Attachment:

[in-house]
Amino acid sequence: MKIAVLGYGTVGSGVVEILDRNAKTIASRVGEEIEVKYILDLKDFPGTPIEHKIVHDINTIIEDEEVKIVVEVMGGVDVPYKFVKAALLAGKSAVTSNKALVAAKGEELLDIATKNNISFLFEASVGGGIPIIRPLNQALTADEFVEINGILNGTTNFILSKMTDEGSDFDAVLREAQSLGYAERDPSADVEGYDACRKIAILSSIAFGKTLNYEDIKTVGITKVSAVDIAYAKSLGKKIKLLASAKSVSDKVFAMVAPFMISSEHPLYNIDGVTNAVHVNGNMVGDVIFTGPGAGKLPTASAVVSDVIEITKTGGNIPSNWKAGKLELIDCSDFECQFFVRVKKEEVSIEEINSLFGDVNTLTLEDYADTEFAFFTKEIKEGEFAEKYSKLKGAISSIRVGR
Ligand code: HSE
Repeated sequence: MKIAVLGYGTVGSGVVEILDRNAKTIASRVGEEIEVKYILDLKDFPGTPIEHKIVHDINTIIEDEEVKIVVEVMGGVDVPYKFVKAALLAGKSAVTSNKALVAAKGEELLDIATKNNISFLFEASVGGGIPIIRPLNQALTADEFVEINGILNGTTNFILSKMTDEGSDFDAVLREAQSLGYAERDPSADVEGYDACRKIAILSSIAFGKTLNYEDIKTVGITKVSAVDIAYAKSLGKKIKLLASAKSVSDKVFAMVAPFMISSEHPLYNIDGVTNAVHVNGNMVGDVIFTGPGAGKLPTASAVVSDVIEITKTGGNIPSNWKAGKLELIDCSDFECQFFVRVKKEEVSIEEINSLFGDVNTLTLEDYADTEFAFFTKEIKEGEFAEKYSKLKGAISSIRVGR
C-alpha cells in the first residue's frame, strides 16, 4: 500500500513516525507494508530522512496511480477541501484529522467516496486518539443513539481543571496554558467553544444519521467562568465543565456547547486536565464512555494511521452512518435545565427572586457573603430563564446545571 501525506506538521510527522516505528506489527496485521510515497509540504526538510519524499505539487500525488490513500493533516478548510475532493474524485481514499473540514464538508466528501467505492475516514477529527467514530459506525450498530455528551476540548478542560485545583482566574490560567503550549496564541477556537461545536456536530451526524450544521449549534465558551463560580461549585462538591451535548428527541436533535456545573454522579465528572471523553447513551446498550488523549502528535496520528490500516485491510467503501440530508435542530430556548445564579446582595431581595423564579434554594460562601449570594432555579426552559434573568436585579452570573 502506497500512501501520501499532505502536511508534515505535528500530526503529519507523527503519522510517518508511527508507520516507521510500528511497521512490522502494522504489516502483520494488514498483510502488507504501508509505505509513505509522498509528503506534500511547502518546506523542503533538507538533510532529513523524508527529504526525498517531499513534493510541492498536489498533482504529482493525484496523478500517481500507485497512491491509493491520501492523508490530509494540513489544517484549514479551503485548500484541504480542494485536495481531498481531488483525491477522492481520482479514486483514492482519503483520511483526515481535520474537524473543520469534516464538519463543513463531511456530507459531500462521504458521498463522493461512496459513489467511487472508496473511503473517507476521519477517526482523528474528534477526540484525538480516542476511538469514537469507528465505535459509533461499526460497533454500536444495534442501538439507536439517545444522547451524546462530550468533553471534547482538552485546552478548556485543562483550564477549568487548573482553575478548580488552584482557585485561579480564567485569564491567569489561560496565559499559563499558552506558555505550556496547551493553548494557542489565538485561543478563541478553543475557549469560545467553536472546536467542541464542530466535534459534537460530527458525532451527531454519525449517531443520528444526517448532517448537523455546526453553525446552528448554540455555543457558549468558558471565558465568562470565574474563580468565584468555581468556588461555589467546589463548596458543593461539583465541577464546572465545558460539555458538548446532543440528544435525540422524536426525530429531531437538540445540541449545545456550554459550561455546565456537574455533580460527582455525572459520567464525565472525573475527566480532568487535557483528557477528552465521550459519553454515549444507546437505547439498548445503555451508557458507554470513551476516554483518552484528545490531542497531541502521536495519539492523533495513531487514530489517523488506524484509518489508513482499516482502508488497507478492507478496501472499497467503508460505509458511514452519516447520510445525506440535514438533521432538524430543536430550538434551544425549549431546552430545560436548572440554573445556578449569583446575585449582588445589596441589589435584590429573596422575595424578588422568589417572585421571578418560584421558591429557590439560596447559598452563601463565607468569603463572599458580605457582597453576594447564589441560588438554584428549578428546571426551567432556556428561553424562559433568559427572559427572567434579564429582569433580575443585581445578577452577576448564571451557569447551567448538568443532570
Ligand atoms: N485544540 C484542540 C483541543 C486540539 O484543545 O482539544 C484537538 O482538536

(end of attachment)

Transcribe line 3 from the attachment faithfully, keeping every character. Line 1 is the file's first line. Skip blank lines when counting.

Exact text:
Ligand code: HSE